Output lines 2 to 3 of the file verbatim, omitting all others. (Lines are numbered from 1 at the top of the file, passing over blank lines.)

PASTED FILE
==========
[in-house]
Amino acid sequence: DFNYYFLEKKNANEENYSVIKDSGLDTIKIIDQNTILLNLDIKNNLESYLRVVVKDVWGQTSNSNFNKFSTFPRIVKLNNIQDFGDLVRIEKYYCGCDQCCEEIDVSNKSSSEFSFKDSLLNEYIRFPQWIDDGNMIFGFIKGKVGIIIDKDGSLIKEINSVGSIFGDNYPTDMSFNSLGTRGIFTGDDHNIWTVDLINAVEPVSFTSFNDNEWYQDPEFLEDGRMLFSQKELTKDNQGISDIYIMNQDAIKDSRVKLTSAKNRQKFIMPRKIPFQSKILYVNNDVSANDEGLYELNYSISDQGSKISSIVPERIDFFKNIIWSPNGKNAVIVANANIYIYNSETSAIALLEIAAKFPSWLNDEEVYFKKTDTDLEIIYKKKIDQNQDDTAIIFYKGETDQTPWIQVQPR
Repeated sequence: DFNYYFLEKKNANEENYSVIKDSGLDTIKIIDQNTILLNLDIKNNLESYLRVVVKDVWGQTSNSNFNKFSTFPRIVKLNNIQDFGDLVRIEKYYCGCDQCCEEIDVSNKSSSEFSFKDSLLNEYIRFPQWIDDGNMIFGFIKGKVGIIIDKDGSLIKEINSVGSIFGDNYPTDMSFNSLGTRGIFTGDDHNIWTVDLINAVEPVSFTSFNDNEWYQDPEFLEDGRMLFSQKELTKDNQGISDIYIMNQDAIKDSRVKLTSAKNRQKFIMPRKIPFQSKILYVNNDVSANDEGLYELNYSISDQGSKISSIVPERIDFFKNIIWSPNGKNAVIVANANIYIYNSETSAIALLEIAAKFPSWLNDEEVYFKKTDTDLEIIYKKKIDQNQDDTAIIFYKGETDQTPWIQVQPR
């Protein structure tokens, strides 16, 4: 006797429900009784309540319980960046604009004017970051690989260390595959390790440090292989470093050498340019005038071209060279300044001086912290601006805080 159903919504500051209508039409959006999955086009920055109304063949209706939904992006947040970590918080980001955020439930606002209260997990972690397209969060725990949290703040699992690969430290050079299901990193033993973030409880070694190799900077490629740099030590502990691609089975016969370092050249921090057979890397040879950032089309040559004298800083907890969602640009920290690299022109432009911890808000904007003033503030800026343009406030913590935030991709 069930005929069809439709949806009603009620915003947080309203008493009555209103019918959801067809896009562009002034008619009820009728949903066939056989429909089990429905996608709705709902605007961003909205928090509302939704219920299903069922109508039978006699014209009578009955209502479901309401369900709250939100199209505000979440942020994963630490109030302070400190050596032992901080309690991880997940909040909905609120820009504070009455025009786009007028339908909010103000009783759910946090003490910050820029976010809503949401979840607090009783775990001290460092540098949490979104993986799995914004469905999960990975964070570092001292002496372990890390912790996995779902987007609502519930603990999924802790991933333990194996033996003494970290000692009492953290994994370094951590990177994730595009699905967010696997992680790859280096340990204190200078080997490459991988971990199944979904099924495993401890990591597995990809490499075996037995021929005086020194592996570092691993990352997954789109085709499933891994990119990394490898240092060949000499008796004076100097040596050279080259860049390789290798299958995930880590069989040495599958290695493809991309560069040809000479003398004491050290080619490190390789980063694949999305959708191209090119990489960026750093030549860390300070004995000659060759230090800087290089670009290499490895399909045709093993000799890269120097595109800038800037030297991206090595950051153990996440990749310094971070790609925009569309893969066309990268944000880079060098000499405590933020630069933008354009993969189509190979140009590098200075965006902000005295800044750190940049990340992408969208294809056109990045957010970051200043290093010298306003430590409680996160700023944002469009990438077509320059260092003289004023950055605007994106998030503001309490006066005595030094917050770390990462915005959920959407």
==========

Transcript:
Amino acid sequence: DFNYYFLEKKNANEENYSVIKDSGLDTIKIIDQNTILLNLDIKNNLESYLRVVVKDVWGQTSNSNFNKFSTFPRIVKLNNIQDFGDLVRIEKYYCGCDQCCEEIDVSNKSSSEFSFKDSLLNEYIRFPQWIDDGNMIFGFIKGKVGIIIDKDGSLIKEINSVGSIFGDNYPTDMSFNSLGTRGIFTGDDHNIWTVDLINAVEPVSFTSFNDNEWYQDPEFLEDGRMLFSQKELTKDNQGISDIYIMNQDAIKDSRVKLTSAKNRQKFIMPRKIPFQSKILYVNNDVSANDEGLYELNYSISDQGSKISSIVPERIDFFKNIIWSPNGKNAVIVANANIYIYNSETSAIALLEIAAKFPSWLNDEEVYFKKTDTDLEIIYKKKIDQNQDDTAIIFYKGETDQTPWIQVQPR
Repeated sequence: DFNYYFLEKKNANEENYSVIKDSGLDTIKIIDQNTILLNLDIKNNLESYLRVVVKDVWGQTSNSNFNKFSTFPRIVKLNNIQDFGDLVRIEKYYCGCDQCCEEIDVSNKSSSEFSFKDSLLNEYIRFPQWIDDGNMIFGFIKGKVGIIIDKDGSLIKEINSVGSIFGDNYPTDMSFNSLGTRGIFTGDDHNIWTVDLINAVEPVSFTSFNDNEWYQDPEFLEDGRMLFSQKELTKDNQGISDIYIMNQDAIKDSRVKLTSAKNRQKFIMPRKIPFQSKILYVNNDVSANDEGLYELNYSISDQGSKISSIVPERIDFFKNIIWSPNGKNAVIVANANIYIYNSETSAIALLEIAAKFPSWLNDEEVYFKKTDTDLEIIYKKKIDQNQDDTAIIFYKGETDQTPWIQVQPR